Wednesday, 11 September 2013

How hard is it to actually remove a Tattoo?

Understanding Tattoos
 
Understanding the basics about a tattoo is important. Getting a tattoo on the spur of the moment or because it is attractive or because of an emotional moment, to have one may be a good reason. However, inevitably many people, as years and time pass by, regret that whimsical urge. Everybody knows that Tattoos are body artworks and it is printed on to the skin using tattoo inks. It is also widely known that though permanent tattoos imply permanency, it is not necessarily so. Even permanent tattoos can be erased over a period of time. How hard is it to actually remove a tattoo, well that depends on many factors, like the ink used, the time you have to remove a tattoo, the cost factor, the technique used, the expertise of the esthetician and so on.

Tattoo Inks


Tattoos are imprinted on to your skin using different colored inks. So, it is all in the ink and how fast the dye is. The tattoo ink basically has two components – pigment bases and carriers. Pigment bases comprise heavy metals that give you the color component like mercury (red), lead (yellow, green, white), cadmium (red, orange, yellow), nickel (black), zinc (yellow, white), chromium (green), cobalt (blue), aluminum (green, violet), titanium (white), copper (blue, green), iron (brown, red, black), and barium (white).

Carriers act as solvents for the pigments, to carry the ink from the point of the needle on to your skin surface and helps the chemicals to permeate into your blood stream. A typical carrier used is ethyl alcohol or water.

Options available to Remove Tattoos

Laser Therapy


This technique uses pulses of light at a very high concentration to remove the tattoo. The degree of pain is equivalent to a rubber band being snapped against your skin.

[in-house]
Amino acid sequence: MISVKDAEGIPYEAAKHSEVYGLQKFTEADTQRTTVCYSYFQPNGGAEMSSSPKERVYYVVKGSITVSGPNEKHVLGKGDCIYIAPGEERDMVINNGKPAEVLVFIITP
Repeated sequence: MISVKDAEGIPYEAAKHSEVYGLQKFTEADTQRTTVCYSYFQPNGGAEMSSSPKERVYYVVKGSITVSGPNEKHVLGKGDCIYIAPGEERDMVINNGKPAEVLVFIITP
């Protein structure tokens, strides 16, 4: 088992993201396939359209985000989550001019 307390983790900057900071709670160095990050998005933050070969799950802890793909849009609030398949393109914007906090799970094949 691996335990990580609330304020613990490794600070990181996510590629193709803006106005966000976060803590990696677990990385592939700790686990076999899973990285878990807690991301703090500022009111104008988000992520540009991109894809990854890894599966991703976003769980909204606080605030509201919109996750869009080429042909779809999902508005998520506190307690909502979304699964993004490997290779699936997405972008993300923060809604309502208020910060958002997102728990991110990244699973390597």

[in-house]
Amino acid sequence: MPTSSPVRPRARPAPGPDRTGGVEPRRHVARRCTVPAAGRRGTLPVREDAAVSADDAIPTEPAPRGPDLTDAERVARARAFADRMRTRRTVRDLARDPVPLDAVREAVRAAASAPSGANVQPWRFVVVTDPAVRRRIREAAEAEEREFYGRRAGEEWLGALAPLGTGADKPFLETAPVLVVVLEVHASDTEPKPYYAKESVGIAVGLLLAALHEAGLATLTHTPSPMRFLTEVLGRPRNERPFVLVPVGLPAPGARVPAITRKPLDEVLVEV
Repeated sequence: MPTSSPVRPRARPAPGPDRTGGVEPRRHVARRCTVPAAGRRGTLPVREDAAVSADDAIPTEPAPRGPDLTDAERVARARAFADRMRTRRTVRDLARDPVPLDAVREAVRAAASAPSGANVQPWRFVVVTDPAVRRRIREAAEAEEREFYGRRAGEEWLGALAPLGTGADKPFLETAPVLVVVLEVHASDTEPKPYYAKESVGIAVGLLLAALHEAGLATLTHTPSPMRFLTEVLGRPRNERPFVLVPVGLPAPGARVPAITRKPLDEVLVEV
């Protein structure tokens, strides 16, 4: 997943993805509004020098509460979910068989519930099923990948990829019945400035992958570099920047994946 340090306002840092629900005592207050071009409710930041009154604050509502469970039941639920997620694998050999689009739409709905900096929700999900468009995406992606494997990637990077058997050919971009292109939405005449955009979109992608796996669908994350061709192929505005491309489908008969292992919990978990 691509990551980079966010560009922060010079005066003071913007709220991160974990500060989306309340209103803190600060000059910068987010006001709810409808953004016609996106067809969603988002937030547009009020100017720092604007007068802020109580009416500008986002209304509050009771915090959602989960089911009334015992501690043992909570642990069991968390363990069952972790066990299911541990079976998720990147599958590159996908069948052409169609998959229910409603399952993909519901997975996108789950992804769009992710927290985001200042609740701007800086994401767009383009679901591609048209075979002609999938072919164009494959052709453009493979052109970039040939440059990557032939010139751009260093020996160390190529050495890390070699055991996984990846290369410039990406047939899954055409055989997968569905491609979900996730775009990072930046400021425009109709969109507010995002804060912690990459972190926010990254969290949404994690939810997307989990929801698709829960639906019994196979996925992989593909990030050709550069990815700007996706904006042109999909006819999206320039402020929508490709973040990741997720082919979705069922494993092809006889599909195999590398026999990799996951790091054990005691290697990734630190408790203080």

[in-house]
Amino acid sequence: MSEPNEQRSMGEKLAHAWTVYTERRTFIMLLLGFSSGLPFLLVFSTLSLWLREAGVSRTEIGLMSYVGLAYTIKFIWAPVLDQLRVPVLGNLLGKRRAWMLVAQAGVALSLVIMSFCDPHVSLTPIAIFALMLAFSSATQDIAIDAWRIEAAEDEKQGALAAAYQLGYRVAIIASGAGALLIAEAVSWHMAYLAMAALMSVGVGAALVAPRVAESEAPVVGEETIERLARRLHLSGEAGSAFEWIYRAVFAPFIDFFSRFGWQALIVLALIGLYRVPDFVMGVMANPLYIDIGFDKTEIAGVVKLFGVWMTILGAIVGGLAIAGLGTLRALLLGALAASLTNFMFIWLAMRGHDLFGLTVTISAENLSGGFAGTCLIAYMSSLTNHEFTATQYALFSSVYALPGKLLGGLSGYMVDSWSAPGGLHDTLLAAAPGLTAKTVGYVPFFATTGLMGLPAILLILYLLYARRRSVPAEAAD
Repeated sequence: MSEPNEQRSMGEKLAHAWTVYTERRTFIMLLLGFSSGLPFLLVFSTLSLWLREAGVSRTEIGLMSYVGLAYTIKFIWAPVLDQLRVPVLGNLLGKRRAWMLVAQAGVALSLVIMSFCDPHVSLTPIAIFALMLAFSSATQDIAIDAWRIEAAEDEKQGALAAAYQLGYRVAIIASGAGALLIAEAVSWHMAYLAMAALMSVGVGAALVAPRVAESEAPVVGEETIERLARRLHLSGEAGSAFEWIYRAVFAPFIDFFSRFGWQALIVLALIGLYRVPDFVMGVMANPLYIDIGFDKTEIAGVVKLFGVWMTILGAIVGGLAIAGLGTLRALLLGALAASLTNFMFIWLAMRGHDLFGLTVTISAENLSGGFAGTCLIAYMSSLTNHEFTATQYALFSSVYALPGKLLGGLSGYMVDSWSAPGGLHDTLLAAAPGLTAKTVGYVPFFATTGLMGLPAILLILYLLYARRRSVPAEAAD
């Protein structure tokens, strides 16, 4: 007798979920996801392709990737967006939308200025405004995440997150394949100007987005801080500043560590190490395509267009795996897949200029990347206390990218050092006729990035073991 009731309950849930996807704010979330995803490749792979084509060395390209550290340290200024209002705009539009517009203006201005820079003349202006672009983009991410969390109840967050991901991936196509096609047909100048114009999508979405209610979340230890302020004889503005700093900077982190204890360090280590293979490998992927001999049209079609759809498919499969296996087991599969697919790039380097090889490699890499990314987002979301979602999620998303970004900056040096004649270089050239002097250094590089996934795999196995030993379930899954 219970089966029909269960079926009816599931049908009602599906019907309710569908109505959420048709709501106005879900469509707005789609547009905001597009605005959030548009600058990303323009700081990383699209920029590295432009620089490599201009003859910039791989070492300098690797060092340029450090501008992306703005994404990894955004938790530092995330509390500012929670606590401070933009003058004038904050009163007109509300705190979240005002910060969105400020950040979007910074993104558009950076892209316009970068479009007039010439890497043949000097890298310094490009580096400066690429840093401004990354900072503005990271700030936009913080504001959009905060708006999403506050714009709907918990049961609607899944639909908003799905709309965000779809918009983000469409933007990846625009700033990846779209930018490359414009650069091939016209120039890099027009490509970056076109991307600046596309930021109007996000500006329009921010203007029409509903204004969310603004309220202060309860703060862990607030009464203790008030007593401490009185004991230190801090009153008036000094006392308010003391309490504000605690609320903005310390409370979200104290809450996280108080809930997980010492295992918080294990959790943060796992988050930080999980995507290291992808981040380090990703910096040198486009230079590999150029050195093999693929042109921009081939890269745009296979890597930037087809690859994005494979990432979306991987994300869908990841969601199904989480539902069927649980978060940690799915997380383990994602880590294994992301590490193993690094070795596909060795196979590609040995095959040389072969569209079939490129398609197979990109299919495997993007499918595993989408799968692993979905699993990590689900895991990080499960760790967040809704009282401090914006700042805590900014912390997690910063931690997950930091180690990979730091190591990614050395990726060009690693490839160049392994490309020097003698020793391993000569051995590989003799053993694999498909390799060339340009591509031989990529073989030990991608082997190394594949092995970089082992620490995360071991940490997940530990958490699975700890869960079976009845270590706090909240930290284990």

Intense Pulse Light Therapy


In this procedure light is sent through a prism that is placed upon the skin; the light penetrates the skin and this effect causes the removal of the ink and thereby the tattoo vanishes. It is an efficient and less painful method but very expensive, in comparison to the Laser Therapy

Dermabrasion 


Involves a surgical, invasive procedure which requires a local anesthesia. This procedure could involve the removing of the top to the deeper layers of the epidermis and could possibly extend into the reticular dermis as well, depending on the depth to which the tattoo ink has sunk. Minor skin bleeding can occur and this procedure does carry the risk of scarring, skin discoloration, infections and cold sores. Depending on the level of skin removal with Dermabrasion, it takes an average of 7–30 days for the skin to fully heal.

Other Medical Methods


Another medical method used only in extreme cases where laser surgery is not effective, is excision, where the tattoo is cut away and the skin sewn back together. This method has been known to cause much damage to the skin and results in severe scarring.

Do-It-Yourself Creams


According to research, both TatBGone and Tattoo-OFF have shown significant fading of the tattoos without any pain or damage to the skin, but these creams have not been known to completely remove the unwanted tattoo.

Cryosurgery and chemical peels


In Cryosurgery the tattoo is frozen and is then burnt off with liquid nitrogen. Chemical peels on the other hand are applied to the skin where the tattoo is; the peel causes the skin to blister and subsequently peels off.

Homemade Remedies such as Salt


Not a very professional way to remove your tattoo but then this is a home remedy and has proved to be known to work. This method is called Sal abrasion.

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